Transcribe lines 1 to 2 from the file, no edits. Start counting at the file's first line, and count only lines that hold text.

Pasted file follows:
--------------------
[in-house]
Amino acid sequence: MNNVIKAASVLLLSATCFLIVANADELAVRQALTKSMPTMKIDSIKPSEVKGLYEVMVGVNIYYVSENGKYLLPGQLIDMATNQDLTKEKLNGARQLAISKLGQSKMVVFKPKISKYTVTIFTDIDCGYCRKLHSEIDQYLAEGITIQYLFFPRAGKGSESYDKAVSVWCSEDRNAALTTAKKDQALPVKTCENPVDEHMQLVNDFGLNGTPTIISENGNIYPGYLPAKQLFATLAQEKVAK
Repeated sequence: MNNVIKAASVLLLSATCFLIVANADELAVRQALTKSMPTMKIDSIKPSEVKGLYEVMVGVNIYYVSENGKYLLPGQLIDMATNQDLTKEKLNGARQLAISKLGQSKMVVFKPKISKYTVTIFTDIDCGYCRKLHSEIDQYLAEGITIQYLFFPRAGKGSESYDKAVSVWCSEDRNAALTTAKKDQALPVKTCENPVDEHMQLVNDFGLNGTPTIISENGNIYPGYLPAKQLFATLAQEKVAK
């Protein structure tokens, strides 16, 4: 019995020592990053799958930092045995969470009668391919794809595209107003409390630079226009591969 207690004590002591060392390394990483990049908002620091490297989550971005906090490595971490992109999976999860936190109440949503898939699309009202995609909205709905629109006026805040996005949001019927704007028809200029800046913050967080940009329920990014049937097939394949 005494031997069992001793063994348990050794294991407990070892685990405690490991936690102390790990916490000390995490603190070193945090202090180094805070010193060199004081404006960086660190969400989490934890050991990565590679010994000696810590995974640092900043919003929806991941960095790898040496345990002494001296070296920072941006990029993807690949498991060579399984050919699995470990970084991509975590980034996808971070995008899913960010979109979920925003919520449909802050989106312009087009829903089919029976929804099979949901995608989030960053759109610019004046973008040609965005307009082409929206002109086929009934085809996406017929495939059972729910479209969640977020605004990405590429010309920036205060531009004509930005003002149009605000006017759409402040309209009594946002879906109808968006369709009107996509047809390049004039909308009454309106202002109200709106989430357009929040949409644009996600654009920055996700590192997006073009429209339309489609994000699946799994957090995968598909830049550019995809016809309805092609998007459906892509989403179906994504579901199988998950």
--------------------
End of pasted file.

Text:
[in-house]
Amino acid sequence: MNNVIKAASVLLLSATCFLIVANADELAVRQALTKSMPTMKIDSIKPSEVKGLYEVMVGVNIYYVSENGKYLLPGQLIDMATNQDLTKEKLNGARQLAISKLGQSKMVVFKPKISKYTVTIFTDIDCGYCRKLHSEIDQYLAEGITIQYLFFPRAGKGSESYDKAVSVWCSEDRNAALTTAKKDQALPVKTCENPVDEHMQLVNDFGLNGTPTIISENGNIYPGYLPAKQLFATLAQEKVAK